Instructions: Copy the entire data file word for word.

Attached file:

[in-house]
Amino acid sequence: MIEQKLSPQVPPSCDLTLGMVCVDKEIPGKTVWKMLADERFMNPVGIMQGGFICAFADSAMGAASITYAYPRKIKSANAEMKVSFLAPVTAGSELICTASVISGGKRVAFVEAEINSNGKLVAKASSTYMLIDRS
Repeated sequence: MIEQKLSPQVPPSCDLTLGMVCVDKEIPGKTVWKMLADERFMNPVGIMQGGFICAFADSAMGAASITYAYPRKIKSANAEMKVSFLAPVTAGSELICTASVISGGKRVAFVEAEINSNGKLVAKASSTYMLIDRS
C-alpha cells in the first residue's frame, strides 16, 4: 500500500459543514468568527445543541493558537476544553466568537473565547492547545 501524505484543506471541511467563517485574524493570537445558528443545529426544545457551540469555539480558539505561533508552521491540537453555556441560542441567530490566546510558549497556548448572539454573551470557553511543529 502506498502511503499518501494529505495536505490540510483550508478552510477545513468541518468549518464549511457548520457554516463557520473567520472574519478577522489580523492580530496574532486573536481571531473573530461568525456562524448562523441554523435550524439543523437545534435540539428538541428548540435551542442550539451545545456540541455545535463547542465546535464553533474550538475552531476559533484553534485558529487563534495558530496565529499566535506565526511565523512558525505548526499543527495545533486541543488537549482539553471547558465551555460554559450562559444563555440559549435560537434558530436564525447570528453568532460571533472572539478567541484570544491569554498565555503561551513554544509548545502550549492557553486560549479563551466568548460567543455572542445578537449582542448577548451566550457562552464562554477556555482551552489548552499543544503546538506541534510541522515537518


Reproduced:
[in-house]
Amino acid sequence: MIEQKLSPQVPPSCDLTLGMVCVDKEIPGKTVWKMLADERFMNPVGIMQGGFICAFADSAMGAASITYAYPRKIKSANAEMKVSFLAPVTAGSELICTASVISGGKRVAFVEAEINSNGKLVAKASSTYMLIDRS
Repeated sequence: MIEQKLSPQVPPSCDLTLGMVCVDKEIPGKTVWKMLADERFMNPVGIMQGGFICAFADSAMGAASITYAYPRKIKSANAEMKVSFLAPVTAGSELICTASVISGGKRVAFVEAEINSNGKLVAKASSTYMLIDRS
C-alpha cells in the first residue's frame, strides 16, 4: 500500500459543514468568527445543541493558537476544553466568537473565547492547545 501524505484543506471541511467563517485574524493570537445558528443545529426544545457551540469555539480558539505561533508552521491540537453555556441560542441567530490566546510558549497556548448572539454573551470557553511543529 502506498502511503499518501494529505495536505490540510483550508478552510477545513468541518468549518464549511457548520457554516463557520473567520472574519478577522489580523492580530496574532486573536481571531473573530461568525456562524448562523441554523435550524439543523437545534435540539428538541428548540435551542442550539451545545456540541455545535463547542465546535464553533474550538475552531476559533484553534485558529487563534495558530496565529499566535506565526511565523512558525505548526499543527495545533486541543488537549482539553471547558465551555460554559450562559444563555440559549435560537434558530436564525447570528453568532460571533472572539478567541484570544491569554498565555503561551513554544509548545502550549492557553486560549479563551466568548460567543455572542445578537449582542448577548451566550457562552464562554477556555482551552489548552499543544503546538506541534510541522515537518